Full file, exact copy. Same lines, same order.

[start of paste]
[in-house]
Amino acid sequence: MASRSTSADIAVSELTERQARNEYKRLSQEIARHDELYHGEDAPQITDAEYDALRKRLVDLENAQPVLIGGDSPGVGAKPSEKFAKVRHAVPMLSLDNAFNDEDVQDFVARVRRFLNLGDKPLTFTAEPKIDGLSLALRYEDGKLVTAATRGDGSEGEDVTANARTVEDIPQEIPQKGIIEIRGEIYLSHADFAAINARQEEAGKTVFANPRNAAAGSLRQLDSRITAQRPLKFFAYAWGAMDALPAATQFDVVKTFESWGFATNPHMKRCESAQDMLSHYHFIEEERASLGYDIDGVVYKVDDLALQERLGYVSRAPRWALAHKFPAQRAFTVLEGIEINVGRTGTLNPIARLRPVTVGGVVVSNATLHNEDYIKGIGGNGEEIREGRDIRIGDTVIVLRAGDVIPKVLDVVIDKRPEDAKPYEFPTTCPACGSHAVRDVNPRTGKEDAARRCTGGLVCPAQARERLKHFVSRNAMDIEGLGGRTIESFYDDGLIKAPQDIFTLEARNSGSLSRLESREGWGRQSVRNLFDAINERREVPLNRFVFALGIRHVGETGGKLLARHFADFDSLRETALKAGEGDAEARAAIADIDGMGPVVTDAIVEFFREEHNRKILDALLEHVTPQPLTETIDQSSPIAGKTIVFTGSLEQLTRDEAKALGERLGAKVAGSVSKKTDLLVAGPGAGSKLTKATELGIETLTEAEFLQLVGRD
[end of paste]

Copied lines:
[in-house]
Amino acid sequence: MASRSTSADIAVSELTERQARNEYKRLSQEIARHDELYHGEDAPQITDAEYDALRKRLVDLENAQPVLIGGDSPGVGAKPSEKFAKVRHAVPMLSLDNAFNDEDVQDFVARVRRFLNLGDKPLTFTAEPKIDGLSLALRYEDGKLVTAATRGDGSEGEDVTANARTVEDIPQEIPQKGIIEIRGEIYLSHADFAAINARQEEAGKTVFANPRNAAAGSLRQLDSRITAQRPLKFFAYAWGAMDALPAATQFDVVKTFESWGFATNPHMKRCESAQDMLSHYHFIEEERASLGYDIDGVVYKVDDLALQERLGYVSRAPRWALAHKFPAQRAFTVLEGIEINVGRTGTLNPIARLRPVTVGGVVVSNATLHNEDYIKGIGGNGEEIREGRDIRIGDTVIVLRAGDVIPKVLDVVIDKRPEDAKPYEFPTTCPACGSHAVRDVNPRTGKEDAARRCTGGLVCPAQARERLKHFVSRNAMDIEGLGGRTIESFYDDGLIKAPQDIFTLEARNSGSLSRLESREGWGRQSVRNLFDAINERREVPLNRFVFALGIRHVGETGGKLLARHFADFDSLRETALKAGEGDAEARAAIADIDGMGPVVTDAIVEFFREEHNRKILDALLEHVTPQPLTETIDQSSPIAGKTIVFTGSLEQLTRDEAKALGERLGAKVAGSVSKKTDLLVAGPGAGSKLTKATELGIETLTEAEFLQLVGRD